By Sally J. Feltner, PhD. RDN
John Harvey Kellogg was born in 1852 in Tyrone, Michigan and died at the age of 91 in Battle Creek, Michigan He was a medical doctor and graduated from New York University Medical College at Bellevue Hospital in 1875. He married Ella Ervilla Eaton in 1879 and had no biological children except for 42 foster children, legally adopting eight of them before Ella died in 1920. He had one brother, Will Keith Kellogg.
His theological views followed the teachings of the Seventh Day Adventist Church, one of which was vegetarianism. Over time, he began to express pantheistic ideas that angered some of the Church members and eventually led to his leaving the church in 1907.
After medical school, he became the chief physician in 1866 at the Western Heath Reform Institute of Battle Creek, founded by the Seventh Day Adventist leader, Ellen G. White. This soon became the Battle Creek Sanitarium, aka “the San.” and its health principles were based on the Church. Through the years, the San had many notable patients/guests that included former President, William Howard Taft, arctic explorers Stefansson and Amundsen, writer and broadcaster, Lowell Thomas, aviator Amelia Earhart, playwright George Bernard Shaw, athlete Johnny Weissmuller, Henry Ford, Thomas Edison and actress Sarah Bernhardt.
Dr. Kellogg believed that almost all disease began in the stomach and bowels and promoted daily yogurt enemas to clean the intestines. He also encouraged his guests to practice breathing exercises and mealtime marches to promote proper digestion during the day. He strongly believed in nuts which he thought would save mankind in the face of decreasing food supplies and developed a patent for making peanut butter. He also thought that coffee was unhealthy for the liver and that indigestion was the leading cause of death. Most spices were unhealthy and vinegar was a “poison, not a food.”
While a medical student in New York in 1874-75, Kellogg began to be aware of the need for ready-cooked foods, at least ready-to-eat cereals. As part of the “Sans” menu, Kellogg and brother Will made several grain products by forcing wheat grain through rollers to make sheets of dough. One time, the dough seemed overcooked and the dough when flattened emerged as a flake. After this, the sanitarium became famous for its wheat and corn flakes. Many guests had complained that the hard biscuits they had served had played havoc with their teeth, so the invention of the flake alleviated this issue.
Kellogg believed that most disease is alleviated by a change in intestinal flora; that bacteria in the intestines can either help or hinder the body; that pathogenic bacteria produce toxins during the digestion of protein that poison the blood; that a poor diet favors harmful bacteria that can infect other tissues of the body; that the intestinal flora is changed by diet and is generally changed for the better by a well-balanced vegetarian diet favoring low-protein and high fiber foods. Ironically, the theory that intestinal bacteria influence some disease states is gaining favor recently – maybe Kellogg was correct to a point.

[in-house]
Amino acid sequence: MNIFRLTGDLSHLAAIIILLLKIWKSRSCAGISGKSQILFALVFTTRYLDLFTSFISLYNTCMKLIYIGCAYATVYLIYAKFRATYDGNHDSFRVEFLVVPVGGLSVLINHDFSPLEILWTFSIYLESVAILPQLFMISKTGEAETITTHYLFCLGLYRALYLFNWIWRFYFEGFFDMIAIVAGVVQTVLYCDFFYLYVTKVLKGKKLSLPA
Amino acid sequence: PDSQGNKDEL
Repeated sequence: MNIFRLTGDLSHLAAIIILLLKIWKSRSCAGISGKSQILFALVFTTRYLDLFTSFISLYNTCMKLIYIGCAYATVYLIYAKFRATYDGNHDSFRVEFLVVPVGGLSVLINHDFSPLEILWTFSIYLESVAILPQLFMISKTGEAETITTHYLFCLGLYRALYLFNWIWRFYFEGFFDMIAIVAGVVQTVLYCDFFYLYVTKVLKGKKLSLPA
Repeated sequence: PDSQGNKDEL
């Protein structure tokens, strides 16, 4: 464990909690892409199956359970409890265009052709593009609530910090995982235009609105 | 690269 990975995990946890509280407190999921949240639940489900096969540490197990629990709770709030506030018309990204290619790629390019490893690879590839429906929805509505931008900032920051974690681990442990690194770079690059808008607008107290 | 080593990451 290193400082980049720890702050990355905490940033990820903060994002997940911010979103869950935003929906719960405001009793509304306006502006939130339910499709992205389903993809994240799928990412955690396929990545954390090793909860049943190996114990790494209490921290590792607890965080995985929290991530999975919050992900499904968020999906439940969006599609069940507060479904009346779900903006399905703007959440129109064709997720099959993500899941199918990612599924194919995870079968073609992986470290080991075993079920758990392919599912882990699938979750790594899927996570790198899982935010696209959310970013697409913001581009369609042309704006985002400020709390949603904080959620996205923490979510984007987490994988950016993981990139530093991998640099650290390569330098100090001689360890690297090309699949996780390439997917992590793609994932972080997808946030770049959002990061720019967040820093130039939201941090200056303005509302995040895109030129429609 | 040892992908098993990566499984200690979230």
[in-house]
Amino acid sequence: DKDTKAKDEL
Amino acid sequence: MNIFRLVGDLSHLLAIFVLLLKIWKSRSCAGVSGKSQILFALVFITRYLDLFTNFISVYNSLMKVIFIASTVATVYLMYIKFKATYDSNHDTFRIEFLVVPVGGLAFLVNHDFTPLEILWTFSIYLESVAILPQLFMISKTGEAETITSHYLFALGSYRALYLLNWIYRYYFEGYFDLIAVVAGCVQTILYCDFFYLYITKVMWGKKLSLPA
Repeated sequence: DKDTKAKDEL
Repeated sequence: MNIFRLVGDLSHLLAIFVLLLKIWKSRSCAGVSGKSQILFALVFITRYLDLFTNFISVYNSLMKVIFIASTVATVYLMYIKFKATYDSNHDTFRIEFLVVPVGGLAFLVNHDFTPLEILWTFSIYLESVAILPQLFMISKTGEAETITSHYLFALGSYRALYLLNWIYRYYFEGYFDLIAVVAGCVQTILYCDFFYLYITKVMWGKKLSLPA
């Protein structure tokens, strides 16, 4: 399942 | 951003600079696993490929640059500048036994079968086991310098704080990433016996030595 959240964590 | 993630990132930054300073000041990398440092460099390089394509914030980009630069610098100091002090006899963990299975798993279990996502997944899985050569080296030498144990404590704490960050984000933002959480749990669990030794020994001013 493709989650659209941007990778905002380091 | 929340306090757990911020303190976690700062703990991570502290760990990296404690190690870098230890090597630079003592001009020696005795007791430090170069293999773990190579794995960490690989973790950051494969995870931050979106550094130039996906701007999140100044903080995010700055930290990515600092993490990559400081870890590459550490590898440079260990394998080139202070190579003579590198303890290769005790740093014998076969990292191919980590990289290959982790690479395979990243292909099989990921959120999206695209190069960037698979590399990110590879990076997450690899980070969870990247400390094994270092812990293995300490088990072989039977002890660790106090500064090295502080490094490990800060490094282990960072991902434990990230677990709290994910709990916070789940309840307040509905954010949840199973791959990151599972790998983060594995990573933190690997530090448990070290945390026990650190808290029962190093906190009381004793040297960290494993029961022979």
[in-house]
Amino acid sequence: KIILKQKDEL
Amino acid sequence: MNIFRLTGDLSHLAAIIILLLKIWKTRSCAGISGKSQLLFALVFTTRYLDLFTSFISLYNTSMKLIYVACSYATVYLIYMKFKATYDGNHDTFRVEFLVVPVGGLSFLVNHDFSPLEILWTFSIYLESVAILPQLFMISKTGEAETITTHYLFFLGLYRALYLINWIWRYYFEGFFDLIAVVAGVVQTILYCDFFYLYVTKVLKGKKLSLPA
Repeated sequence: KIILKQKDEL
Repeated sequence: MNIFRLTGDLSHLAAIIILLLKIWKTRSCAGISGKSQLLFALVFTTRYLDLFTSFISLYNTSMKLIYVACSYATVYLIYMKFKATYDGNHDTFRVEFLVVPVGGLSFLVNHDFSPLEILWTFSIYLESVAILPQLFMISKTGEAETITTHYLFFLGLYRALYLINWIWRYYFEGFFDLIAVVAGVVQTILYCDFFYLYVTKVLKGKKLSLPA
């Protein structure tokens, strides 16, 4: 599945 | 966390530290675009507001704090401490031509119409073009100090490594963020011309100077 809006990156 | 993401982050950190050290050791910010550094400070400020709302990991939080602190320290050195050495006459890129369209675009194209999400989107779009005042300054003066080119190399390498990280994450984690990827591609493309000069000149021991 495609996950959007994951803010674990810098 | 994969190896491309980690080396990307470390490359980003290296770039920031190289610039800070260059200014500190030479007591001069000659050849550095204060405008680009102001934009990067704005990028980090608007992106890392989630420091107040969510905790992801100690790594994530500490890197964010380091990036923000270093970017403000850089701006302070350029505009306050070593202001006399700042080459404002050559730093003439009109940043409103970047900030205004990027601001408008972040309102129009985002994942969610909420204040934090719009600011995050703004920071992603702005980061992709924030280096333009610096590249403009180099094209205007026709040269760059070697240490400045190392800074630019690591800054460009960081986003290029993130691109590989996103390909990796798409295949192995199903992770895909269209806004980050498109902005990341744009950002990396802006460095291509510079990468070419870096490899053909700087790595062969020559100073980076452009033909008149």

By 1905, the Kellogg brothers were selling their corn flakes under the name of the Sanitas Company and had competition from a number of other companies in Battle Creek. One of his former patients, C. W. Post had started his own cereal company and Kellogg accused Post of stealing his corn flake formula. Will Kellogg wanted to add sugar to their cereals, but Dr. Kellogg disagreed with him. C.W. Post added sugar to his cereal however. Will left the Sanitarium and started the Battle Creek Toasted Corn Flake Company in 1906. The brothers had a strained relationship over business dealings in which Will sued his older brother. The case lasted for most of the rest of their lives with Will eventually winning the suit.
John Harvey continued to run the San but due to the Depression, it was sold. He did establish another health institute in Florida until his death while Will’s company expanded to the corporation we know today, the Kellogg Company. John Harvey attempted to reconcile with his brother but he died without the two brothers never having forgiven each other. John Harvey died in 1943 and buried in Battle Creek, Michigan.
So this is a brief history of the vast ready-to-eat cereal industry we presently enjoy. Lately there has been a recommendation to lower our sugar intake and cereals are often named as “culprits.” Even though Dr. Kellogg was often thought of as eccentric in his beliefs, his thoughts on adding sugar to his corn flakes may have been prudent and Tony the Tiger would not be in so much trouble today.